Another accomplishment of the project has also been to provide new insight in the modification of heat transfer by polymer additives in weakly turbulent natural convection. Depending on the polymer parameters, two different regimes can be achieved: the polymers can either increase or decrease heat transfer. In both cases, viscoelasticity reduces the size of the convection cells, and thus increases their number. At moderate values of the Weissenberg number and extensibility parameter, this is sufficient to increase heat transfer. However, at larger values of these parameters, the rotation speed of the convection cells is drastically reduced, which provides an overall lower heat transfer. In two dimensions, the Newtonian simulations do not lead to a weakly turbulent flow, but to a quasi-steady state. The addition of polymers with moderate elasticity then stabilizes the flow. However, a higher elasticity produces a chaotic flow, in a similar fashion to EIT in channel flow forced convection.
The discovery of EIT has demonstrated that our previous understanding of the interaction between turbulence and polymers was only very partial. EIT has thus provided a first set of answers, but it has also led to a series of new questions that need now to be answered. Moreover, this research provides further suggestions on how to leverage the effect of polymers, or more generally viscoelastic rheology, for the manipulation of flows, such as for mixing or heat transfer.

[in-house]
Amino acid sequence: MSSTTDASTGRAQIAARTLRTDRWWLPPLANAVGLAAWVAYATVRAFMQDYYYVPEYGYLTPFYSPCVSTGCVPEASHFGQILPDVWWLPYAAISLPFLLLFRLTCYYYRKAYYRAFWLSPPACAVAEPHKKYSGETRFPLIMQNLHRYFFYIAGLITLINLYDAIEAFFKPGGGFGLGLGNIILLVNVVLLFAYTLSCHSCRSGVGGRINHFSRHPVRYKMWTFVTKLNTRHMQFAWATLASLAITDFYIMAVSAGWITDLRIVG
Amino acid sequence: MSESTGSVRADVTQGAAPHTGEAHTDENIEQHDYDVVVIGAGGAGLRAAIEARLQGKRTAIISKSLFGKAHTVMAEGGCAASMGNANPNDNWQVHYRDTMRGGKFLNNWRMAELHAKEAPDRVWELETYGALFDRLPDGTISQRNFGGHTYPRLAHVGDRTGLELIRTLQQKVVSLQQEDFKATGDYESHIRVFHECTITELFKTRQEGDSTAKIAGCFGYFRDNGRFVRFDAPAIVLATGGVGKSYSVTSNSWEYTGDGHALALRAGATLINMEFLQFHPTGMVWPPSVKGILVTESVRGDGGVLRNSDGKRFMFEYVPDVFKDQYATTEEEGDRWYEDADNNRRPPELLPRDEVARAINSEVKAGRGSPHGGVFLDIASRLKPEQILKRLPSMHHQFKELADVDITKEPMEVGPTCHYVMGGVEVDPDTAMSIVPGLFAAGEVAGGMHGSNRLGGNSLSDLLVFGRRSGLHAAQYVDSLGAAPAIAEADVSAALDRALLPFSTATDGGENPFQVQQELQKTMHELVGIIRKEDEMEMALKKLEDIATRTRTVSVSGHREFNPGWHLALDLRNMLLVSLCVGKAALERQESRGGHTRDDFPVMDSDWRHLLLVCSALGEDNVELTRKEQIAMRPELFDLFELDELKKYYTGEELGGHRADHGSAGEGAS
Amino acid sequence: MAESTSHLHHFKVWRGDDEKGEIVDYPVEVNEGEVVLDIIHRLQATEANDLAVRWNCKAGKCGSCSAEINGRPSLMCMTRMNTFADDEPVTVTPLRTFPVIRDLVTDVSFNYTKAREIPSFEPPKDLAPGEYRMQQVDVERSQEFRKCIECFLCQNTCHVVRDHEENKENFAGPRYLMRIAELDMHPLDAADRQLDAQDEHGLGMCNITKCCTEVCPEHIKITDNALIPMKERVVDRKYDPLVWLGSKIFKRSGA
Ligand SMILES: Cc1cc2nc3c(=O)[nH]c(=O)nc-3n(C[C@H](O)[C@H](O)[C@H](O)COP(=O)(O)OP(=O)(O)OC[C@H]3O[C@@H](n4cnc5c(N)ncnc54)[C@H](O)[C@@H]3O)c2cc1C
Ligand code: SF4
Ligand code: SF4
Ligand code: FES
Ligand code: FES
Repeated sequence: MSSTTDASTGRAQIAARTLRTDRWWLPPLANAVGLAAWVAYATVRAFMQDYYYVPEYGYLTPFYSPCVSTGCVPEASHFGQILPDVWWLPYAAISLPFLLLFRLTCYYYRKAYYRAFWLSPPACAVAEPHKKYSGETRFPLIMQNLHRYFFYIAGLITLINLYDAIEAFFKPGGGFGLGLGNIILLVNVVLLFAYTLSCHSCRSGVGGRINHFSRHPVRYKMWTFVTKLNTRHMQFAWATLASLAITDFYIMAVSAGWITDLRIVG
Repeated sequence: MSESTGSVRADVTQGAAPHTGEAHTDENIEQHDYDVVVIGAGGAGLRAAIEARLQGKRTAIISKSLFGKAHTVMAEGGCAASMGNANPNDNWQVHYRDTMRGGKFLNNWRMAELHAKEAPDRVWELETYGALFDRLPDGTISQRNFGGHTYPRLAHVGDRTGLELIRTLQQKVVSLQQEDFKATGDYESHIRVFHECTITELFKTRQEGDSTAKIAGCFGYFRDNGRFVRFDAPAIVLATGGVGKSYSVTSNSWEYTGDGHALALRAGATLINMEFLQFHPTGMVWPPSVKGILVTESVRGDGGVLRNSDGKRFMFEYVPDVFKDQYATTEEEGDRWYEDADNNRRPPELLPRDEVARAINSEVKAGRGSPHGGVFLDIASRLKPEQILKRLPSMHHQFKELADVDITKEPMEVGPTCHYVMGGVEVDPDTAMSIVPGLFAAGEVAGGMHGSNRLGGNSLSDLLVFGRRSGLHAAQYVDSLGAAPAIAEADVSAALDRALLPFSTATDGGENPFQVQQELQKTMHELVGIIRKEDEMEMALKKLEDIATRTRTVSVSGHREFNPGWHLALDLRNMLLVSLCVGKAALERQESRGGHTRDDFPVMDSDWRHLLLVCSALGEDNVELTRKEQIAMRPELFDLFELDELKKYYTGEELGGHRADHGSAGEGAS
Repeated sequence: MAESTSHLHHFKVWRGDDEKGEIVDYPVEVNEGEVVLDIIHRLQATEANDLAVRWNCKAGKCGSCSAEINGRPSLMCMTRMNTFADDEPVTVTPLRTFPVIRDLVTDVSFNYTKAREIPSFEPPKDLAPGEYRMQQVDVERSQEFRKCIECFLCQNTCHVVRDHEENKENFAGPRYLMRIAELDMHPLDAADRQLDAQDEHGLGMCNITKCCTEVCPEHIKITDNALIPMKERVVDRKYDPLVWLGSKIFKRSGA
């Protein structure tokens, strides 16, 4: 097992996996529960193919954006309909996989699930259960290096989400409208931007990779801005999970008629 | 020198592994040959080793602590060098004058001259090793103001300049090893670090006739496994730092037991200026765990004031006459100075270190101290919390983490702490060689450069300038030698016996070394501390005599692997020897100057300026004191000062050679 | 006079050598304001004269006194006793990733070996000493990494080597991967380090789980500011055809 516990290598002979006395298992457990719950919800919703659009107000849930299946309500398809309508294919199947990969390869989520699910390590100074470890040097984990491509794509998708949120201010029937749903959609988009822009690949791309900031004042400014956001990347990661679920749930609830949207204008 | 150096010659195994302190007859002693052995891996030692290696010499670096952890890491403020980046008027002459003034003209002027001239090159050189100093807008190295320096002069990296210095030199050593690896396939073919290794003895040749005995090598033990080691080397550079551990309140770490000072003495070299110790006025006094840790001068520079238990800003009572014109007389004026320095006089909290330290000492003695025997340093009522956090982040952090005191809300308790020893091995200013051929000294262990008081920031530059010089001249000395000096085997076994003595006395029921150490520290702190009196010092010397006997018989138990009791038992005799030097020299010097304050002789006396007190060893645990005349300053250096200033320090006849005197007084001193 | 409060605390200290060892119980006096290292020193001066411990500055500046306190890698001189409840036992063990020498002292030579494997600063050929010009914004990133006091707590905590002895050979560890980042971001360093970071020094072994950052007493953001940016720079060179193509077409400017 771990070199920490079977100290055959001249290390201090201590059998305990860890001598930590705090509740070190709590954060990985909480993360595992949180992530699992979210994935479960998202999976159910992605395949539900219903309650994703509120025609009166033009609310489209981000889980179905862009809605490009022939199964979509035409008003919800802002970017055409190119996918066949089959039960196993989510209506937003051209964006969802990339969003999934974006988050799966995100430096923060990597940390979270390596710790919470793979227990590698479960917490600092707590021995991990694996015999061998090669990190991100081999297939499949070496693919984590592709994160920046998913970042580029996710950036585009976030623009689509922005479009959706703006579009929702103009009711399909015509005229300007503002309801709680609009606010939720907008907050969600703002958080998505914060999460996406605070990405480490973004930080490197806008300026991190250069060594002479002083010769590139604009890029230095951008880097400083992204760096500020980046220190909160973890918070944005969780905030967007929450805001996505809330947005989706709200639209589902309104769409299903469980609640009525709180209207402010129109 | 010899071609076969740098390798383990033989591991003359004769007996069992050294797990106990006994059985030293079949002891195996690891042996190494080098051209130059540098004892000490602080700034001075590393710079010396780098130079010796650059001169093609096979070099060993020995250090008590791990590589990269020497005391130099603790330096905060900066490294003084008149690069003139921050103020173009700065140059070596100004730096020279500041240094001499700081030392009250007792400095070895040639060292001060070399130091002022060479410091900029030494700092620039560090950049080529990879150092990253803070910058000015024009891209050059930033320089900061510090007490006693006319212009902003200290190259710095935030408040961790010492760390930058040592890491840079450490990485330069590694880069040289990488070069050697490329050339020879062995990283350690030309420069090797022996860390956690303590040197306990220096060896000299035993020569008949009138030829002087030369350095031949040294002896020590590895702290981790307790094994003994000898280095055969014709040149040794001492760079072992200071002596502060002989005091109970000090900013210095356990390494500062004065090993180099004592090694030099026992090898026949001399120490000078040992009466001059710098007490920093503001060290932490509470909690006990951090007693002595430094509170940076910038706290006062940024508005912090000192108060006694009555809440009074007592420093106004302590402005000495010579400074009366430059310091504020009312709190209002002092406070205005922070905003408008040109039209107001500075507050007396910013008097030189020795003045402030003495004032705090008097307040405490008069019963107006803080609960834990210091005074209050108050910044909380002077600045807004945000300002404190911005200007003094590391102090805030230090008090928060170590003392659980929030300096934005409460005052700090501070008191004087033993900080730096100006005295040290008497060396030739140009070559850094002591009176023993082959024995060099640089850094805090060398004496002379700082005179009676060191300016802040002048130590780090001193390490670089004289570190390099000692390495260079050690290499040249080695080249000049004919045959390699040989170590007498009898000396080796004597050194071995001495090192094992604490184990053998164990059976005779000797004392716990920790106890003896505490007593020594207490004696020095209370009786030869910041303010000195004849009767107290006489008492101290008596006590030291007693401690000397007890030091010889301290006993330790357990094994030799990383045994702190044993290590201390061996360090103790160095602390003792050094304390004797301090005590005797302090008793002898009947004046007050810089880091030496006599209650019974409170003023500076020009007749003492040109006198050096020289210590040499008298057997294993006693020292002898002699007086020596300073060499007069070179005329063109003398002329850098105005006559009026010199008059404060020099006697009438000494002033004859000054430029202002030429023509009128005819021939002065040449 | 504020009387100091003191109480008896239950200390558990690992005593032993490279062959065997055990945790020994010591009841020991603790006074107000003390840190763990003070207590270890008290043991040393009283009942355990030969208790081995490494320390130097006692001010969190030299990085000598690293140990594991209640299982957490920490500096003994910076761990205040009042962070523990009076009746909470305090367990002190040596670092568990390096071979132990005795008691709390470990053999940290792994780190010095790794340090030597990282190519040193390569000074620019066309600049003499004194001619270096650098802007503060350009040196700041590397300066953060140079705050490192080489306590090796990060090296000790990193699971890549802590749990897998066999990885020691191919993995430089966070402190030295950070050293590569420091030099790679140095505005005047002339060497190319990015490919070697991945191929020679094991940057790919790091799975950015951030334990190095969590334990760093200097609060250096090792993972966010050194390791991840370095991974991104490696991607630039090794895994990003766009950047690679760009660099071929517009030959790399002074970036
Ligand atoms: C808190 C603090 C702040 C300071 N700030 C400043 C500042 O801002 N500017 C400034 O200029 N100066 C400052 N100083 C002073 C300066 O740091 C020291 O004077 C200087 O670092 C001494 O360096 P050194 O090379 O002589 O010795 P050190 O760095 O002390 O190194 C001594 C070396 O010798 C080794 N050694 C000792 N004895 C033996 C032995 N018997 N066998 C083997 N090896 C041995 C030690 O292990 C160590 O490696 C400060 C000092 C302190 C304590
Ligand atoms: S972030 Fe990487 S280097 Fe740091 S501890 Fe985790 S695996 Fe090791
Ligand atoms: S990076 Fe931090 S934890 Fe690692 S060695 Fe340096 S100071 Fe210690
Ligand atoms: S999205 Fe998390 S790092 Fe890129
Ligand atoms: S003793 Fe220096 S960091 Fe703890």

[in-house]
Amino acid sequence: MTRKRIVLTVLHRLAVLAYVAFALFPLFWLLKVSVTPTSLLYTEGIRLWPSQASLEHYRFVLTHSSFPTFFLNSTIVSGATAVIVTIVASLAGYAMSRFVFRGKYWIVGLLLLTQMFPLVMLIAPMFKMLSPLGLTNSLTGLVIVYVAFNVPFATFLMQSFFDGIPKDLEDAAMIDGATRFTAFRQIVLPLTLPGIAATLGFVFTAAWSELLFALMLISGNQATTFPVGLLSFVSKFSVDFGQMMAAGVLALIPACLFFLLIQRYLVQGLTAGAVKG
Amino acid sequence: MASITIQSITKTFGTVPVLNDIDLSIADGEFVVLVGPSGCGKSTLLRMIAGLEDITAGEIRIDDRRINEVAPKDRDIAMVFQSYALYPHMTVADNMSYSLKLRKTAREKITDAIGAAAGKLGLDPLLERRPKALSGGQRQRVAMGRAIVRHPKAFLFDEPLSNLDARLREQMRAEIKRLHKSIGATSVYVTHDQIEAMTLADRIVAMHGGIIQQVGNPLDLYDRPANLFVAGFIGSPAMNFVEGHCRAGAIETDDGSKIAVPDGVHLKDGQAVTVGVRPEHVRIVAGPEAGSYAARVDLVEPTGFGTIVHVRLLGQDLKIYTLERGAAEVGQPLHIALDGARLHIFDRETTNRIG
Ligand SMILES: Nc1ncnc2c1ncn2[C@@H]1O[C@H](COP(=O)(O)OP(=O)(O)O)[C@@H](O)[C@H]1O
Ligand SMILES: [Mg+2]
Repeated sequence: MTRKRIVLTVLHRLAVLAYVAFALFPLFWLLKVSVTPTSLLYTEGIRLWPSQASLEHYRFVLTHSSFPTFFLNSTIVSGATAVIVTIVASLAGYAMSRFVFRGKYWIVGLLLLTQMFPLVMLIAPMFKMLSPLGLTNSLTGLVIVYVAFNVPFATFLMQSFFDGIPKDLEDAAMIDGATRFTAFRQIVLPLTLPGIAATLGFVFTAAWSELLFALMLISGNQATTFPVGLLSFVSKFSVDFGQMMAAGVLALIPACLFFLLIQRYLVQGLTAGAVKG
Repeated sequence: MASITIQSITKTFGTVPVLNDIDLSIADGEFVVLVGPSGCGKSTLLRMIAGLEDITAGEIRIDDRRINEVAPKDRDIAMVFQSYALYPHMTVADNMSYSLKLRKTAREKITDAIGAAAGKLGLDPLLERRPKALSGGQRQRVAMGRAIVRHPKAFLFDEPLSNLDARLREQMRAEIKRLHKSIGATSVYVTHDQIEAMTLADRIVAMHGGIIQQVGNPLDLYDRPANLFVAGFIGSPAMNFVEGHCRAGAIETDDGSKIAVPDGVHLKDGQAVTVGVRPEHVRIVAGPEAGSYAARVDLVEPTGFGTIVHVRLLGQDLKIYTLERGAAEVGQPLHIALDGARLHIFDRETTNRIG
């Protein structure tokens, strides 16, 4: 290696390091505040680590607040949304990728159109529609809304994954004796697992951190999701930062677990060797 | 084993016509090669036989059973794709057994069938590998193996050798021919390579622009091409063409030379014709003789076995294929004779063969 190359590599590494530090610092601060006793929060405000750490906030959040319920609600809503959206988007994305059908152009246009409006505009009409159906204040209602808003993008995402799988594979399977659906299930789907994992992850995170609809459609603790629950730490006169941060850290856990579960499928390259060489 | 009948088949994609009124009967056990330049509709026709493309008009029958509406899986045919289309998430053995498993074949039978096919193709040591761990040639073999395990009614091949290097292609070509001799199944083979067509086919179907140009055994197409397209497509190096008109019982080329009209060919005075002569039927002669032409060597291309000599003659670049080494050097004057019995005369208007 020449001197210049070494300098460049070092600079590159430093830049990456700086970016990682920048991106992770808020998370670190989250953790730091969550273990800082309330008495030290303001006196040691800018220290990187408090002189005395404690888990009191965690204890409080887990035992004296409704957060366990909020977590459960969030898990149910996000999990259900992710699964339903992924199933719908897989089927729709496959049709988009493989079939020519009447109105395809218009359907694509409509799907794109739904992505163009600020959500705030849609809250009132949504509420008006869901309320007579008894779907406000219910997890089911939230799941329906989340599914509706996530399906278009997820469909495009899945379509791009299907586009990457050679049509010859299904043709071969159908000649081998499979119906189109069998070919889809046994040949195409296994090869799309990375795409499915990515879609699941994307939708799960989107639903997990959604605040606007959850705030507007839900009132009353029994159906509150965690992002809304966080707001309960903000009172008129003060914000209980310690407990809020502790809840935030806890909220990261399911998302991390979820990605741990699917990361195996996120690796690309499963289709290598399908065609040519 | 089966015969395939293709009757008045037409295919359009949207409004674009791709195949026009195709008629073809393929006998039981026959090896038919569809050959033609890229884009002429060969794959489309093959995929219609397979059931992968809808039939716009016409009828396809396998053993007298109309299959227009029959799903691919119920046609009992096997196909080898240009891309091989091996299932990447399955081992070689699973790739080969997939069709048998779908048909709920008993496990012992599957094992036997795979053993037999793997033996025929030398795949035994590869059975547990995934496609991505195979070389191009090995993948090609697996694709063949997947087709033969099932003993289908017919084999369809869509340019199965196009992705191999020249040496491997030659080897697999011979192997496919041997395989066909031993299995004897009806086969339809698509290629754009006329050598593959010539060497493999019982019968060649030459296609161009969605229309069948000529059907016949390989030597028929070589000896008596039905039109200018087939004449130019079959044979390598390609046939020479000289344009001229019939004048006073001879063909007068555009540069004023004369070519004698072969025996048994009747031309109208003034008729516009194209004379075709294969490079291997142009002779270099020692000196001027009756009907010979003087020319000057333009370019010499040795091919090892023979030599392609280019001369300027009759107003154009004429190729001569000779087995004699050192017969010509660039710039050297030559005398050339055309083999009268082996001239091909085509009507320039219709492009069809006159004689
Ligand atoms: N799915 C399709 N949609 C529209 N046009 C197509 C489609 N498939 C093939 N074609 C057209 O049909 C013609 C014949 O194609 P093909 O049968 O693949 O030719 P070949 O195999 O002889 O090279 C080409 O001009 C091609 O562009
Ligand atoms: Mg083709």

In a broader context, the impact of this research is also the advancement of our understanding of fundamental aspects of turbulence. On the one hand, it demonstrates the possible existence of turbulence at subcritical Reynolds number (subcritical turbulence). This represents an important aspect for transition, which remains one of the major challenges in turbulence modeling. It also contributes to the understanding of backward energy transfer at small scales that is also observed in Newtonian turbulent flows. Finally, it suggests possible new strategies, beyond polymers, for controlling turbulent flows.
Although not all initial objectives have been yet achieved, the project has been very successful. Moreover, it is seen in a long-term context and research will continue beyond the present project.